Generating landscapes without people
I've been experimenting with GauGAN2, released in Nov 2021 as a follow-on to GauGAN. One new thing Nvidia added in GauGAN2 is the ability to generate a picture to match a phrase.
"A rocky stream in an ancient mossy rainforest"
It can do more than generic landscapes - it can also try to get the vibe of specific places. Here's "Rocky Mountain National Park"
It's tough to tell exactly what it knows because its scenes depend not only on the text you give it, but also on the style filter you select and even on the seed for the random noise. And you can't control the random noise seed - you can only reload the site and get a new one (which confused me at first when I would revisit a prompt/filter combo and find that my results had changed).
The secret to being impressed with its "the city of san francisco with the golden gate bridge" is to pick the filter/seed combo where it's showing the city, not the countryside scene or the icebergs.
(The above scenes were all generated with the same seed but different filters - notice how the topography is similar.)
At some filter/seed combinations it almost doesn't matter what you type; you are predestined to get certain elements. Here I asked for "Furnace Creek" (a decidedly dry spot in Death Valley), and the main effect was that the mountains above the tropical bay became a little browner. The information about Furnace Creek was in there, but it seemed to be warring with information about what went along with the color scheme it was supposed to be using.
I decided to stick with a particular seed/filter combination and change the text prompt, to find out what it was getting from the text alone. Using the same seed and filter as the "Rocky Mountain National Park" picture, I discovered GauGAN2 also knows "The Alps" is steep mountains and "The Appalachians" are mountains that are much less steep and completely covered in trees.
Here's a series of images with the same filter and seed, a different one from the picture above.
"The inside of a library"
"Three apples on a plate"
It seems that as the prompt becomes a worse match for the seed and filter settings, and strays away from landscapes in general, not only does the mountain scene remain looking like a mountain scene, it becomes a worse and blurrier one, as if GauGAN2 is out of options and flailing.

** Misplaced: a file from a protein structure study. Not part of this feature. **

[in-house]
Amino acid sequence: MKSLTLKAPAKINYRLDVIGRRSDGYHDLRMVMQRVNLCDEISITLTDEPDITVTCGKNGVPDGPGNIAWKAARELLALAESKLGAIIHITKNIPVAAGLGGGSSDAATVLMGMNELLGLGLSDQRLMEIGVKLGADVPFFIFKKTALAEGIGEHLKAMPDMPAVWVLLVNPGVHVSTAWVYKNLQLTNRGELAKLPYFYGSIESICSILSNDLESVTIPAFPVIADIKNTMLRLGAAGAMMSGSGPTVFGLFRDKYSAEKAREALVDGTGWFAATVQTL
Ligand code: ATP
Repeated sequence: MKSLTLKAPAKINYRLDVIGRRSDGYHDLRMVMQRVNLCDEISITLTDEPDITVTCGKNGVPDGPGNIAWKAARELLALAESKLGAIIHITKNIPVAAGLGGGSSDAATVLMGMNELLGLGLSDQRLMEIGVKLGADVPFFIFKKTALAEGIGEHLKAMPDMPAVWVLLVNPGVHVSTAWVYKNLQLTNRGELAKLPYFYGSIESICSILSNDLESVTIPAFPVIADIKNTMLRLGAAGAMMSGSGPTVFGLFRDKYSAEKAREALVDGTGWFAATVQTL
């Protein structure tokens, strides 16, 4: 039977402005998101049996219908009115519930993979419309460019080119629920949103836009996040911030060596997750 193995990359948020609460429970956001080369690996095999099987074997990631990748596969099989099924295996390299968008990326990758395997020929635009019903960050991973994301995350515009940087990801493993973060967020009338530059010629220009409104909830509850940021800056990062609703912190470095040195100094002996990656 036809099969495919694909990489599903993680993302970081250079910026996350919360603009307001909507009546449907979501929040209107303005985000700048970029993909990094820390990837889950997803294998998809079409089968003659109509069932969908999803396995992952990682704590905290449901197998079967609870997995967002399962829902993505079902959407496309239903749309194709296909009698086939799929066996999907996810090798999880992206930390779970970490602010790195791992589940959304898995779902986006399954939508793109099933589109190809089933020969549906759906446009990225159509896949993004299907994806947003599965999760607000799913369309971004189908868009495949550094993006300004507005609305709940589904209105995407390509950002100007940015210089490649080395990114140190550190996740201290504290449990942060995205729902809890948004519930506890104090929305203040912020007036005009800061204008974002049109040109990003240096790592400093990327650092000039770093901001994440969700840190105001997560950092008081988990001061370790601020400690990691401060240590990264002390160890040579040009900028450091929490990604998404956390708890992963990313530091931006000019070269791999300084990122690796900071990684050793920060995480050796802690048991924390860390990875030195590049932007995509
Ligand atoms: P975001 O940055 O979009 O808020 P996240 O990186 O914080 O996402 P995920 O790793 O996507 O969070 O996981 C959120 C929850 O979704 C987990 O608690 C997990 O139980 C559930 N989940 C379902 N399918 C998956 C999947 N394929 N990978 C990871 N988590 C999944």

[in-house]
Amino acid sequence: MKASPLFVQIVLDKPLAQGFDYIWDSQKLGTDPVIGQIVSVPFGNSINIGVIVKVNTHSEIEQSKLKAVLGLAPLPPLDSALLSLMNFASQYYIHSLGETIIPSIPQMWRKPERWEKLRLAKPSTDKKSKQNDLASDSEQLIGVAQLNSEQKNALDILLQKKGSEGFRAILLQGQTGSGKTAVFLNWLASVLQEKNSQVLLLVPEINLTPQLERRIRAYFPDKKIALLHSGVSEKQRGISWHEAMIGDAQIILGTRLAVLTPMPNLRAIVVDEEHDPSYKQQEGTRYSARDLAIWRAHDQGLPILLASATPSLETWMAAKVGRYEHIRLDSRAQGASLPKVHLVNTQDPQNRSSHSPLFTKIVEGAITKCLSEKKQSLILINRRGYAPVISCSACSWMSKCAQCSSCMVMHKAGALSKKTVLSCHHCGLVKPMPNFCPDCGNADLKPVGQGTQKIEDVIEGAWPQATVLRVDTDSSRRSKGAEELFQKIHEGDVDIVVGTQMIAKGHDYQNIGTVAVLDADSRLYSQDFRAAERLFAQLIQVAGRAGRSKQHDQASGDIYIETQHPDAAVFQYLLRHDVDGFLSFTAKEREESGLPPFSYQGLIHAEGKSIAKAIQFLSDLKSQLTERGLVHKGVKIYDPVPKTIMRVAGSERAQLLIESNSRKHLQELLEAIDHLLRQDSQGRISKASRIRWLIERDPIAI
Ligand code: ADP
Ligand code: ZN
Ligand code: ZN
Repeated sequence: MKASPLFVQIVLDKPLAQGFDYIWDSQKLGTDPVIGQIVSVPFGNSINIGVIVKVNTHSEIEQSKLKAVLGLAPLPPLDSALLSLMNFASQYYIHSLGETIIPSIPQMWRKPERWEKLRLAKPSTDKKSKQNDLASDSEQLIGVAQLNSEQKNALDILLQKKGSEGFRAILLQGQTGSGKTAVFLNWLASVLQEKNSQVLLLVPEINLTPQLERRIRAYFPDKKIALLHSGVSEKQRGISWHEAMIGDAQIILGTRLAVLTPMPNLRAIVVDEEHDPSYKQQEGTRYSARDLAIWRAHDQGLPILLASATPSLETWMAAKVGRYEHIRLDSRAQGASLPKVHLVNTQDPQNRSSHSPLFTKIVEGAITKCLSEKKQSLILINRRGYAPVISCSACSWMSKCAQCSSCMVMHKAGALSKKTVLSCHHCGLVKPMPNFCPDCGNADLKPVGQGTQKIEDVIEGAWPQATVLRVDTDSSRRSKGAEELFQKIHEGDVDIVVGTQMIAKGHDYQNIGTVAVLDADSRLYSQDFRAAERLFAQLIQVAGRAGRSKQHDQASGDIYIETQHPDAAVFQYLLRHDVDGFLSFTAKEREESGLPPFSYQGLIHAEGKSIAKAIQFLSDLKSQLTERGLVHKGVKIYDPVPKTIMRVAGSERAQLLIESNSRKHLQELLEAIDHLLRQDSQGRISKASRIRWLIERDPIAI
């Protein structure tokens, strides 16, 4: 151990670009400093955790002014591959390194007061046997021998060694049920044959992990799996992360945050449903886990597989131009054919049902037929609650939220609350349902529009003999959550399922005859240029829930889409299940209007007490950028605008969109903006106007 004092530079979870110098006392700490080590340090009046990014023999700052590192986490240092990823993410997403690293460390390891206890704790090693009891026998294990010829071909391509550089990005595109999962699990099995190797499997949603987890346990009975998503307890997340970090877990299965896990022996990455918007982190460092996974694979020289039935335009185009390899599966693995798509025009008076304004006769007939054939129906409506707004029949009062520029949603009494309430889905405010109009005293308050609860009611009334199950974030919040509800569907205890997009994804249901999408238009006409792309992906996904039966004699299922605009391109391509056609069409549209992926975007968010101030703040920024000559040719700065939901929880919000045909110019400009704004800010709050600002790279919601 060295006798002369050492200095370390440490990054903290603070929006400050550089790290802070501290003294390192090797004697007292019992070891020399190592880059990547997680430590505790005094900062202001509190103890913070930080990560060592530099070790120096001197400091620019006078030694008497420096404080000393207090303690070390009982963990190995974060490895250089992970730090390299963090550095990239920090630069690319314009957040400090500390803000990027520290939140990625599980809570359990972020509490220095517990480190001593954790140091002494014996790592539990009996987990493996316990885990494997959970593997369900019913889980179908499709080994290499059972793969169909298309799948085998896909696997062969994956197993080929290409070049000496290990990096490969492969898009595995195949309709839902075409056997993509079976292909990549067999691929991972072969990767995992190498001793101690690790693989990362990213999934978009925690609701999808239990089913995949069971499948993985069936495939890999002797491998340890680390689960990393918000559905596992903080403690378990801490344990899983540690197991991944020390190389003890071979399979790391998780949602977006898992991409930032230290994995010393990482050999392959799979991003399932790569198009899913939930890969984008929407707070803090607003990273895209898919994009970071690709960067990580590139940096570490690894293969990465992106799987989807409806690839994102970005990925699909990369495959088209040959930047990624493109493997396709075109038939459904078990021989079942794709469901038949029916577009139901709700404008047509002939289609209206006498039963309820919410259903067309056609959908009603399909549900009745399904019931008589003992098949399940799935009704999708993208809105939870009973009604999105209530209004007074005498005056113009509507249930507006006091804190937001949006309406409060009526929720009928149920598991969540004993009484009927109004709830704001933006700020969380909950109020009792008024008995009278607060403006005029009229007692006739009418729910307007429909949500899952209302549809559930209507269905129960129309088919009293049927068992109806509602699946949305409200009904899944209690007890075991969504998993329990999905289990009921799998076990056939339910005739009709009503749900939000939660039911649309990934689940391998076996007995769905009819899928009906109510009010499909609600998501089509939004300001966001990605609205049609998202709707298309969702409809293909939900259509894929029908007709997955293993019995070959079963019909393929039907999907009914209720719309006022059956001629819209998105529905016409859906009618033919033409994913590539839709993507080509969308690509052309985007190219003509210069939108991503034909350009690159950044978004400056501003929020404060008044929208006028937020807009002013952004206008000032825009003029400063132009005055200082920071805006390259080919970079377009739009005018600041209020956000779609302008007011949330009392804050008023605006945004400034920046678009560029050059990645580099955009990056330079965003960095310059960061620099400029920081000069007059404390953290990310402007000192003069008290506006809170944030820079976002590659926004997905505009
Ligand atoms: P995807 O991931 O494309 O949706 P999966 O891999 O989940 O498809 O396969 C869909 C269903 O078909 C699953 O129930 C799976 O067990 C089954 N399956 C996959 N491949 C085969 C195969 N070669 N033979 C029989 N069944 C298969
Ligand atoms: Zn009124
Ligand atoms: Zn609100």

Why is GauGAN2 so flummoxed by three apples? Unlike popular algorithms based on CLIP, GauGAN2 was NOT trained on the internet but on a custom dataset of "high-quality landscape images". I couldn't find any details on what was/wasn't in that dataset, and who labeled the images and how. (Those details matter - one complaint about images generated using CLIP is that since it got its image/text data by scraping the internet, its training data was essentially labeled by random internet people, and was therefore full of bias. Similar things can happen if random internet people provide your training data on moral dilemmas.)
We do know the training data focused on landscapes, and Nvidia als0 told VentureBeat that they "audited to ensure no people were in the training images".
How completely did they erase humans from the training data? I decided to do some tests.
Here's "A busy sidewalk".
Similar prompts, like "a crowded sidewalk downtown" and "a crowded shopping mall" and "times square" all resulted in variations of the above tropical-themed algorithmic shrug.
Is it completely clueless about non-landscape things?
Here's "a giraffe"
And, under the same seed/style settings, "a turtle"
And "a gymnasium"
And "a sheep"
So it's made a sheep look more like a giraffe than like a gymnasium. In further tests, a raven looks more like a sheep, whereas a writing desk looks more like a gymnasium. Any kind of mammal generally ends up being rendered as furry and covered in far far too many eyes. There's information about animals and objects in there, either from rare images in the training data or from remnants of earlier, general, pretraining. What about a human?
Hard to say. With some seed/filter combinations a human does look more like a somewhat less furry giraffe. The effect isn't consistent, though. I got similarly inconclusive results from variations on homo sapiens, basketball players, the Mona Lisa, a CEO, etc. To erase knowledge of humans this thoroughly, my guess is they trained from scratch on a dataset where people had gone through and manually deleted any picture that had a person in it. Humans are basically gone.
It's poignant to think that GauGAN2 was able to generate this rendition of Topeka, Kansas, filled with homes and boats and skyscrapers, yet unable to generate any of the people who inhabit it, or interiors of any of the buildings.
Bonus content for AI Weirdness supporters: GauGAN2 railroads me into asking for whatever it already had in mind.